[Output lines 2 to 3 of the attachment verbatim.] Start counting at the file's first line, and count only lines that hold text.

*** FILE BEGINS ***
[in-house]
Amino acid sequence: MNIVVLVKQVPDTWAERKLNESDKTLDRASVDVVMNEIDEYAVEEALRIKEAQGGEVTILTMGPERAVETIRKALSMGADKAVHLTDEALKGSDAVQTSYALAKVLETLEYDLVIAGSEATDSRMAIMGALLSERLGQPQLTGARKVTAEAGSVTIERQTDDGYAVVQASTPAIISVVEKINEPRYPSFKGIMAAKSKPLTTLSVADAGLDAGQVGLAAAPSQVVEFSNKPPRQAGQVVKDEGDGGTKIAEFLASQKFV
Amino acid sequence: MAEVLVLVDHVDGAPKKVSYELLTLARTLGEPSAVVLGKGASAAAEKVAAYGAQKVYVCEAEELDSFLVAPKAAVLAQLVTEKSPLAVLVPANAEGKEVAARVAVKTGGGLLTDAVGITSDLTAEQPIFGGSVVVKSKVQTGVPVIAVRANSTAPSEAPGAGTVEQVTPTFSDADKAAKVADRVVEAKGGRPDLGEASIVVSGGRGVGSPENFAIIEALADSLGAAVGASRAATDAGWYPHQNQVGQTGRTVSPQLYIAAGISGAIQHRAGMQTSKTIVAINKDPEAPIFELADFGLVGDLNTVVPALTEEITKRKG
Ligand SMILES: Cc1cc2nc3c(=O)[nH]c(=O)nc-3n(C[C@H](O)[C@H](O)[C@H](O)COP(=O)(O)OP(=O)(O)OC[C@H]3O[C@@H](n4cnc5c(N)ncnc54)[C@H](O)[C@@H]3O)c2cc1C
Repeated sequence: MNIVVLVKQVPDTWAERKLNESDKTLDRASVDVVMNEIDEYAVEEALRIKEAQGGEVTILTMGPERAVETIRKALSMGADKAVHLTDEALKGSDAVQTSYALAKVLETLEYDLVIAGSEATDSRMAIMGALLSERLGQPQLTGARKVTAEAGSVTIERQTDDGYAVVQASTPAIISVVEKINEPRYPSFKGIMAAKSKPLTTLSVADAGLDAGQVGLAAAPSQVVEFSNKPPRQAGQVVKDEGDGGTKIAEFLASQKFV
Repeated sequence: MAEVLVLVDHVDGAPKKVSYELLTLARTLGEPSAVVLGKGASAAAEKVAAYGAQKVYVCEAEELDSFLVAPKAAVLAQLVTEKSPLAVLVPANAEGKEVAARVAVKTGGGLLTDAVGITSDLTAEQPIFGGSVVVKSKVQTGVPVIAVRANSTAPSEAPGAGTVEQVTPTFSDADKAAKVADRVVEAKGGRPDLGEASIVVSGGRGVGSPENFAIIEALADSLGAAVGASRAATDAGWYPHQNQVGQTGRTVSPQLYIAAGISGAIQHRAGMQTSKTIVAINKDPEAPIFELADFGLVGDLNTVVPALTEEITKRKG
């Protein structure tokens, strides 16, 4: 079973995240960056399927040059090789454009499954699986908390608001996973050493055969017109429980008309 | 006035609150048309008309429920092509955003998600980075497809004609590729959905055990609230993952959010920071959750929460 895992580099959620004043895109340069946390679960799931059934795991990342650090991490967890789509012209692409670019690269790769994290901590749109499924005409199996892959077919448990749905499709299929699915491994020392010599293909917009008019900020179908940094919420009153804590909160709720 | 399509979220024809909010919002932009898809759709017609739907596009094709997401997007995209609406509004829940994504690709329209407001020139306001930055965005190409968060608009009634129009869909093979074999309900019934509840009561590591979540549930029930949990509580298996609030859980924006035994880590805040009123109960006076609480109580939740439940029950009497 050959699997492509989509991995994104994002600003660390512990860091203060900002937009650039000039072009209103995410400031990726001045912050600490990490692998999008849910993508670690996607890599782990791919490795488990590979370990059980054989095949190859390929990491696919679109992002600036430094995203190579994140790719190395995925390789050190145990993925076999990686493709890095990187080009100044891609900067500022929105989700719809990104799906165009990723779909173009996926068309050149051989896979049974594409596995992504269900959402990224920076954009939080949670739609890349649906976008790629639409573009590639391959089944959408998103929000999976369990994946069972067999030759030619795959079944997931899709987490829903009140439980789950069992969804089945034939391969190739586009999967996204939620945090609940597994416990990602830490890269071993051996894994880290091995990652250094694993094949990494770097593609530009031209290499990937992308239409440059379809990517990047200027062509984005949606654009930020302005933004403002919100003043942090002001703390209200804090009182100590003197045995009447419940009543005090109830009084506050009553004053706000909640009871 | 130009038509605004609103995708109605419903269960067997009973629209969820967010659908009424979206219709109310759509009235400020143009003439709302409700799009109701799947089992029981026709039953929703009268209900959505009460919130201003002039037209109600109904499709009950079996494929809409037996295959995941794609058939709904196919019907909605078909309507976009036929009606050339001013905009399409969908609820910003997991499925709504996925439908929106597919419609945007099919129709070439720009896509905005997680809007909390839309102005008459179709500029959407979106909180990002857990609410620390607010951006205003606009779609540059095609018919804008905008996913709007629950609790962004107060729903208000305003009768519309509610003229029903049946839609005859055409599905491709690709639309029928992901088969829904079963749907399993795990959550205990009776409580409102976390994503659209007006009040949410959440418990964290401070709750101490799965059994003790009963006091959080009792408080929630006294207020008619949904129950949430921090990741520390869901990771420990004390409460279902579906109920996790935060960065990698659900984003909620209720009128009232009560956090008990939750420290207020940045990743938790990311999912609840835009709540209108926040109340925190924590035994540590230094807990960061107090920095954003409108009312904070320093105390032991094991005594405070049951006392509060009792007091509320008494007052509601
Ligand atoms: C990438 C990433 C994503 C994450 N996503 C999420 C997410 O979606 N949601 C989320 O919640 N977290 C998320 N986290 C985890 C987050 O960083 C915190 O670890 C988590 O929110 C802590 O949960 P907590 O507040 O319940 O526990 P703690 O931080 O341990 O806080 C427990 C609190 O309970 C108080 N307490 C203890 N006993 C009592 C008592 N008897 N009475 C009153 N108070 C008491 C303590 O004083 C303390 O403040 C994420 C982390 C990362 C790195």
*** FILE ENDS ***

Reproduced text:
Amino acid sequence: MNIVVLVKQVPDTWAERKLNESDKTLDRASVDVVMNEIDEYAVEEALRIKEAQGGEVTILTMGPERAVETIRKALSMGADKAVHLTDEALKGSDAVQTSYALAKVLETLEYDLVIAGSEATDSRMAIMGALLSERLGQPQLTGARKVTAEAGSVTIERQTDDGYAVVQASTPAIISVVEKINEPRYPSFKGIMAAKSKPLTTLSVADAGLDAGQVGLAAAPSQVVEFSNKPPRQAGQVVKDEGDGGTKIAEFLASQKFV
Amino acid sequence: MAEVLVLVDHVDGAPKKVSYELLTLARTLGEPSAVVLGKGASAAAEKVAAYGAQKVYVCEAEELDSFLVAPKAAVLAQLVTEKSPLAVLVPANAEGKEVAARVAVKTGGGLLTDAVGITSDLTAEQPIFGGSVVVKSKVQTGVPVIAVRANSTAPSEAPGAGTVEQVTPTFSDADKAAKVADRVVEAKGGRPDLGEASIVVSGGRGVGSPENFAIIEALADSLGAAVGASRAATDAGWYPHQNQVGQTGRTVSPQLYIAAGISGAIQHRAGMQTSKTIVAINKDPEAPIFELADFGLVGDLNTVVPALTEEITKRKG